Point/Counterpoint: Arthroscopic vs Open Bankart Surgery
Arthroscopic Reconstruction for Shoulder Instability
By COL Patrick St. Pierre, MD
Is it time to recommend arthroscopic shoulder reconstruction for every patient? Arthroscopic techniques have improved significantly and gained in popularity over the past few years, but does the literature support abandoning open reconstruction?
Open shoulder reconstruction has been the accepted surgical intervention for recurrent anterior instability for over a century. Many procedures have been advocated, including labral repair (Bankart), capsular shift (Neer), capsular and subscapularis shortening (Magnuson-Stack and Putti-Platt), and bone-block tendon transfer (Bristow). Nonanatomic reconstructions initially were thought to produce results similar to the anatomic Bankart repair but were easier to perform. These have fallen out of favor because of higher recurrence rates and complications such as the development of glenohumeral arthritis. Today, most surgeons advocate direct labral repair, retensioning of the lengthened capsular ligaments, and closure of the rotator interval if indicated. This approach has generally been accepted as the "gold standard" for which to compare other techniques. Recurrence rates following open Bankart reconstructions have been thought to be very low, with Bankart reporting 0%,1 Morrey 11%,2 and Rowe 3.5%.3 However, these reports had variable follow-up and did not include recurrent subluxation as failures.
Recent studies have questioned whether the results of open reconstruction are really as good as touted, especially if maintaining external rotation and preventing subluxations are required for success. Chapnikoff and associates4 recently reported a redislocation rate of 9.5% after 16 years, with a 76% follow-up after open reconstruction. Uhorchak and colleagues5 reported a 23% redislocation and resubluxation rate in West Point cadets who must return to a very high level of physical activity. Most recently, Magnusson and colleagues6 reported a 17% recurrence rate at a 4- to 9-year follow-up of 47 of 54 patients.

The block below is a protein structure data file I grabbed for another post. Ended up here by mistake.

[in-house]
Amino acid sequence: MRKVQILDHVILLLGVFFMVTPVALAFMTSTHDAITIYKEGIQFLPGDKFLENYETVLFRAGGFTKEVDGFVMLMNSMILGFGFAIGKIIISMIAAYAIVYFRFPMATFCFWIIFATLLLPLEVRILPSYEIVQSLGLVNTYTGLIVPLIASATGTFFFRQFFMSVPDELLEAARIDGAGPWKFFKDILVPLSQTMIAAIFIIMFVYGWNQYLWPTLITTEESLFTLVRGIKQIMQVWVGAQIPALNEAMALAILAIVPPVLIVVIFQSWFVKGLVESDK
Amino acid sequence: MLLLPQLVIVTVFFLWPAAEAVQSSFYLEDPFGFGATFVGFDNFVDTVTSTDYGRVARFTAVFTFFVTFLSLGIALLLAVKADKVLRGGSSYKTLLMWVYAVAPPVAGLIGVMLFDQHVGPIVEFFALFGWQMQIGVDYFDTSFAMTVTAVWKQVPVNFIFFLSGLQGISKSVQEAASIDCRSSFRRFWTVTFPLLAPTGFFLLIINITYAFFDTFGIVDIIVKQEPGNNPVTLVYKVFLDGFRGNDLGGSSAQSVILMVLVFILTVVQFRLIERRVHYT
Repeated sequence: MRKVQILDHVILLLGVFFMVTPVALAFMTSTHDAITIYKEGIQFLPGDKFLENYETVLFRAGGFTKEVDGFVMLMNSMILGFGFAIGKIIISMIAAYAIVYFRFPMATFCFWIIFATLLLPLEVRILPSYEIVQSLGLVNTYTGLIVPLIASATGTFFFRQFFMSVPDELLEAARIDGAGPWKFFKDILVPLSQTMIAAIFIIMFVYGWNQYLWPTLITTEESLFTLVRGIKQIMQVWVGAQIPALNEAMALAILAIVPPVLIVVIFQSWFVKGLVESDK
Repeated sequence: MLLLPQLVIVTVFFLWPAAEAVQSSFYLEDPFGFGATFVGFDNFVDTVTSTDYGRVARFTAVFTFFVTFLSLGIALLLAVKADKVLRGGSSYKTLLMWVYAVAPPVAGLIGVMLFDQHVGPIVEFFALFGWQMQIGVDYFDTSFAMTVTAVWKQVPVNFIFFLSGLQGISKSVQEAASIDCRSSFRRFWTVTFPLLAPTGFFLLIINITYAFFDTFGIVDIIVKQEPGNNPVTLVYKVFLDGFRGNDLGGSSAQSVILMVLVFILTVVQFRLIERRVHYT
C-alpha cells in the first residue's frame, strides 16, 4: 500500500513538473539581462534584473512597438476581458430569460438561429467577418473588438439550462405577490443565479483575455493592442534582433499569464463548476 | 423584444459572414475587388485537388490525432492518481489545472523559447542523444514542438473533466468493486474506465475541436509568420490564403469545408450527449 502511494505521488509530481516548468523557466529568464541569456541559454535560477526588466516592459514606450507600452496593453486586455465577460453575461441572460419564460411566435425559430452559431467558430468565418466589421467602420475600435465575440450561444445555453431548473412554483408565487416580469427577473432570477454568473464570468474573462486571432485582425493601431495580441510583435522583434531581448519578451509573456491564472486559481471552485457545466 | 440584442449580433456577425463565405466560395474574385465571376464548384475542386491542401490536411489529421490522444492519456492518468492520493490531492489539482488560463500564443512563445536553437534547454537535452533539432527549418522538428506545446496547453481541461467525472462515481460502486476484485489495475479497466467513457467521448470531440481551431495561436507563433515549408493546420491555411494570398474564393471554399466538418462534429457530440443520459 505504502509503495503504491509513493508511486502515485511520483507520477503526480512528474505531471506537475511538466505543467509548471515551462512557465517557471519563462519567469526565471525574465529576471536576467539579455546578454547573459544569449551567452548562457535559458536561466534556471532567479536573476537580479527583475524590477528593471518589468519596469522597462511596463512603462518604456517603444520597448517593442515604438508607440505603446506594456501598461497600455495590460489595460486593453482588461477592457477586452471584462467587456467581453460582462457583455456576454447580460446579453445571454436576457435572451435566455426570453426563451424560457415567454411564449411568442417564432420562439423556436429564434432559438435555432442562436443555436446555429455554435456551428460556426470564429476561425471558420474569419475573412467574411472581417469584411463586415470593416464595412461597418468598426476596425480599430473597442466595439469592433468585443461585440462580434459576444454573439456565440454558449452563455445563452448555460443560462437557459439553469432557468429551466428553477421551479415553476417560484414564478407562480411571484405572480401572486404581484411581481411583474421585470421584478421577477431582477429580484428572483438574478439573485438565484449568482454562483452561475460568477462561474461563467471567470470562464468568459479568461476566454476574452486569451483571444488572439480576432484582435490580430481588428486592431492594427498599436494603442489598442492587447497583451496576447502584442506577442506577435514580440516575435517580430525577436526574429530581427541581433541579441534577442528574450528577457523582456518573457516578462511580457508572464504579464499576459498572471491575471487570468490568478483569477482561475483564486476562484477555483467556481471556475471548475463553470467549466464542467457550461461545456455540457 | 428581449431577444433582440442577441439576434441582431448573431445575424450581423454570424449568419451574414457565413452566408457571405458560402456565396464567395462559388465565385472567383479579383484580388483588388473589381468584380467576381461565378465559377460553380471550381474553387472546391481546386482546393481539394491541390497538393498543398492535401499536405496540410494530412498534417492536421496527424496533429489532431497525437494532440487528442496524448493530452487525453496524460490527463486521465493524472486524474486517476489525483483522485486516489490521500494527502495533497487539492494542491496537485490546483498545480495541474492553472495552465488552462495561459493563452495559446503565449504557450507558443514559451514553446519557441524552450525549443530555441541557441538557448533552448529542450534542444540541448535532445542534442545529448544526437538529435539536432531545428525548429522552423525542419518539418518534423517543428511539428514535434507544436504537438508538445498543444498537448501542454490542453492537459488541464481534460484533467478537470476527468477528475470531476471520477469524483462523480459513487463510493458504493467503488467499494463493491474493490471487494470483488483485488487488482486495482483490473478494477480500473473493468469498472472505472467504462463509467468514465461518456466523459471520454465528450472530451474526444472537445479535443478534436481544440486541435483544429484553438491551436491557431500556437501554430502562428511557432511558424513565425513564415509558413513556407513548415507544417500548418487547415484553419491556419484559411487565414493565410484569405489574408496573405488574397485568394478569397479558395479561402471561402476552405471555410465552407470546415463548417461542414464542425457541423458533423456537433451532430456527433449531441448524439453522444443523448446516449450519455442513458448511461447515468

Early arthroscopic techniques were met with high failure rates and surgeon dependant results. Transglenoid techniques and the arthroscopic use of staples also had high complication rates. This led to the development of bioabsorbable tacks and the use of suture anchors to allow a more anatomic repair and reduce the complications caused by exposed metal in the joint. The higher failure rate of these early arthroscopic reconstructions has been attributed to the failure to restore the labrum to the edge of the glenoid. With both the transglenoid technique and the staple, the point of fixation on the glenoid was medial to the edge, failing to recreate the bumper effect of the labrum and failing to properly tension the inferior glenohumeral ligament.
The most recent technique for arthroscopic Bankart repair is to use suture anchors to repair the labrum to the rim of the glenoid. Early results are mixed, with Koss and associates7 reporting a 30% recurrence rate. Seven of the 8 patients with recurrence had a traumatic event and there was a higher rate in patients with more than 5 presurgical dislocations. Hoffman and colleagues8 reported a recurrence of 13%, and Bacilla and associates9 reported a 7% redislocation rate in athletes and laborers. Cole and associates10 found no difference between arthroscopic and open reconstructions if the pathology determined the type of treatment. Patients with Bankart lesions and unidirectional instability underwent arthroscopic reconstruction, while those with multidirectional instability underwent open reconstruction.